enthrall

[en-thrawl]
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verb (used with object)
  1. to captivate or charm: a performer whose grace, skill, and virtuosity enthrall her audiences.
  2. to put or hold in slavery; subjugate: to be enthralled by illusions and superstitions.
Also inthral, inthrall.

Origin of enthrall

First recorded in 1570–80; en-1 + thrall
Related formsen·thrall·er, nounen·thrall·ing·ly, adverben·thrall·ment, noun

Synonyms for enthrall

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Dictionary.com Unabridged Based on the Random House Unabridged Dictionary, © Random House, Inc. 2018


Examples from the Web for enthrallment

Contemporary Examples of enthrallment

  • His enthrallment of media culture persists because he is so good at what he does.

    The Daily Beast logo
    Murdoch’s Dark Arts

    Tina Brown

    July 11, 2011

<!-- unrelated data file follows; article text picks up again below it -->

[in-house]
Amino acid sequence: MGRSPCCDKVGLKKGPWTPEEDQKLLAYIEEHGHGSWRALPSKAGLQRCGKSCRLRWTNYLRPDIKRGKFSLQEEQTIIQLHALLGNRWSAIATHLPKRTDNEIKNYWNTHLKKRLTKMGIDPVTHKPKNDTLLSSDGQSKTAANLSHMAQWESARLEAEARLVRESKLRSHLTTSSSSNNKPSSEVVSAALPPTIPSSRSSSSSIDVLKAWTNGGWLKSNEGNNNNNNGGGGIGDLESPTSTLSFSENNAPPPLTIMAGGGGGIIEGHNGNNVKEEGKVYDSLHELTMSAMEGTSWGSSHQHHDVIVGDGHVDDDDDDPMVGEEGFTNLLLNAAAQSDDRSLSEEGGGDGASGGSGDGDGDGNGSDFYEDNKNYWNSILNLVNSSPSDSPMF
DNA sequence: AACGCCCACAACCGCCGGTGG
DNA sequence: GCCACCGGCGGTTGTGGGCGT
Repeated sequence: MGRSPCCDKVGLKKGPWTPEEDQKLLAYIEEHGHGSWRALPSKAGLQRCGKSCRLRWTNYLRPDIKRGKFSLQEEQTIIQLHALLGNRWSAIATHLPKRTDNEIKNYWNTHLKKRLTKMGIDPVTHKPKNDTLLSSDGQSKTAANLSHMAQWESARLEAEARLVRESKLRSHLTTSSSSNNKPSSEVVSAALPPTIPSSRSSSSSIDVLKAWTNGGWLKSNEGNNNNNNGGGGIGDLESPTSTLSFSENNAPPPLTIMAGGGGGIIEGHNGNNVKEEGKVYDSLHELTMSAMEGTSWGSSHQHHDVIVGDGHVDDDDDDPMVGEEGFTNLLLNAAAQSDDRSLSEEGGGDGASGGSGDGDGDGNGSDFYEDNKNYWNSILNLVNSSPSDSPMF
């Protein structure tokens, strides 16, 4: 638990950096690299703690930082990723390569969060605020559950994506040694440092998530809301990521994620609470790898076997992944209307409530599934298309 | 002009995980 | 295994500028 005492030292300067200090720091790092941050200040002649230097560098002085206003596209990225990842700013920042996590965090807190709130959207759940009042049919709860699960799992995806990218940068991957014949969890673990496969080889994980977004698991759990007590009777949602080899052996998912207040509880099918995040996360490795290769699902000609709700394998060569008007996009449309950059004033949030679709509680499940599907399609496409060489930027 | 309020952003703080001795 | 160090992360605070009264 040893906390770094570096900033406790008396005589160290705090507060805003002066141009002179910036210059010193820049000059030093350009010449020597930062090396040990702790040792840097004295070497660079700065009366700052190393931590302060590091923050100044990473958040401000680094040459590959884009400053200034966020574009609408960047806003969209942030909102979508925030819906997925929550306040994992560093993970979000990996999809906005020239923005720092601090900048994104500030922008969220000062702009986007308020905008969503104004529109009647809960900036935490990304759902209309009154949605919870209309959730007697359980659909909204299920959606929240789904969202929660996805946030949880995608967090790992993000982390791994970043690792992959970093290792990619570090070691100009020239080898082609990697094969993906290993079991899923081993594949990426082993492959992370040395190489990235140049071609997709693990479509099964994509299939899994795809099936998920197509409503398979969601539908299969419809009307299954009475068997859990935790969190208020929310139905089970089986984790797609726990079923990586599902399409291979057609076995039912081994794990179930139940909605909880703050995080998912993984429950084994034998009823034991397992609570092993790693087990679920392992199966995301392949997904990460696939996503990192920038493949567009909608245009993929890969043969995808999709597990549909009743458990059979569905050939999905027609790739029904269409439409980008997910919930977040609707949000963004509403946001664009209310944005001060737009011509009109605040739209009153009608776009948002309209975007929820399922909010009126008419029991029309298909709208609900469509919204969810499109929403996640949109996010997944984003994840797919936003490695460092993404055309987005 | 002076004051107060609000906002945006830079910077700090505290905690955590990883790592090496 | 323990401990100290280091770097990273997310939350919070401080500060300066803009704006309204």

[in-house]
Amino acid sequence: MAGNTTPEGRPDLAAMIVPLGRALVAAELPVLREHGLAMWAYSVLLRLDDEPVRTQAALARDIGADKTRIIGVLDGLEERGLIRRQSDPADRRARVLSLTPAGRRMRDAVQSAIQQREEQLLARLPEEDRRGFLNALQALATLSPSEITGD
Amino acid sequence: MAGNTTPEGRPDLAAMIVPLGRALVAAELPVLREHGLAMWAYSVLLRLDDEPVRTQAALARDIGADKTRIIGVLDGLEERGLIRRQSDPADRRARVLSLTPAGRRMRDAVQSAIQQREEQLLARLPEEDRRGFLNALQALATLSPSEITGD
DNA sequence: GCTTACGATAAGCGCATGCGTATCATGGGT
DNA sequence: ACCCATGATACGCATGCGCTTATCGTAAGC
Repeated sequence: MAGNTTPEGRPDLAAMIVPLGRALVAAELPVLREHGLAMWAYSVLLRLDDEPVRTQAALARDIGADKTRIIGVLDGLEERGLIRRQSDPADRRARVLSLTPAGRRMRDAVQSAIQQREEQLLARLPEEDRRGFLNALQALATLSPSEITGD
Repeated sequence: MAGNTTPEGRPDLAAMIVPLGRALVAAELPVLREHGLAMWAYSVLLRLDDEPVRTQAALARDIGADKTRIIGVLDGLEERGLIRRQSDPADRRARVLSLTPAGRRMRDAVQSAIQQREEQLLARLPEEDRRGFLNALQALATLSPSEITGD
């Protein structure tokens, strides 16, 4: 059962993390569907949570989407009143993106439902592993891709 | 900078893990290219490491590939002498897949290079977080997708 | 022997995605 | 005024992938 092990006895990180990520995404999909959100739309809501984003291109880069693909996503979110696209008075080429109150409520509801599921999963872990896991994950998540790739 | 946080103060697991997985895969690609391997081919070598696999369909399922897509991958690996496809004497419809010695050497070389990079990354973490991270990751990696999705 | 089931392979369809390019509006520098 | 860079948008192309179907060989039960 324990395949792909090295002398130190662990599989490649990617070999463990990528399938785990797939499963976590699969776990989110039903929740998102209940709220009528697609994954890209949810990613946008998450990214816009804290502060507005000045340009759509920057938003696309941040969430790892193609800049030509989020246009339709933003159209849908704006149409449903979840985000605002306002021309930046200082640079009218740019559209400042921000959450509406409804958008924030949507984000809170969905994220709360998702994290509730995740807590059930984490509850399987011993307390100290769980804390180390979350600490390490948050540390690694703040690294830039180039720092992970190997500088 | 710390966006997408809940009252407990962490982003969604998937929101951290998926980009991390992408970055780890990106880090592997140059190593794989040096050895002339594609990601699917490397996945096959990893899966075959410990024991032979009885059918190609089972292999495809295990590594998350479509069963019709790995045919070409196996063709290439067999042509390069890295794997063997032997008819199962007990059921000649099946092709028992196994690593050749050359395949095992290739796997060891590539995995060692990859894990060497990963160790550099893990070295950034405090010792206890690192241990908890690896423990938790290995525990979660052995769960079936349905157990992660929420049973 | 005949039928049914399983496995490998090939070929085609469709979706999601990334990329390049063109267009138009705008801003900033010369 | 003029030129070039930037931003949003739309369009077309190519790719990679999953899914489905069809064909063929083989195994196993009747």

Historical Examples of enthrallment

  • The words awoke John from his enthrallment and she saw by his glance toward her that he did not comprehend their meaning.

    Spring Street

    James H. Richardson

  • Corydon was sitting with her hands clasped, and a look of enthrallment upon her face.

    Love's Pilgrimage

    Upton Sinclair


Word Origin and History for enthrallment

enthrall

v.

also enthral "to hold in mental or moral bondage," 1570s, from en- (1) "make, put in" + thrall. Literal sense is from 1610s. Related: Enthralled; enthralling.

Online Etymology Dictionary, © 2010 Douglas Harper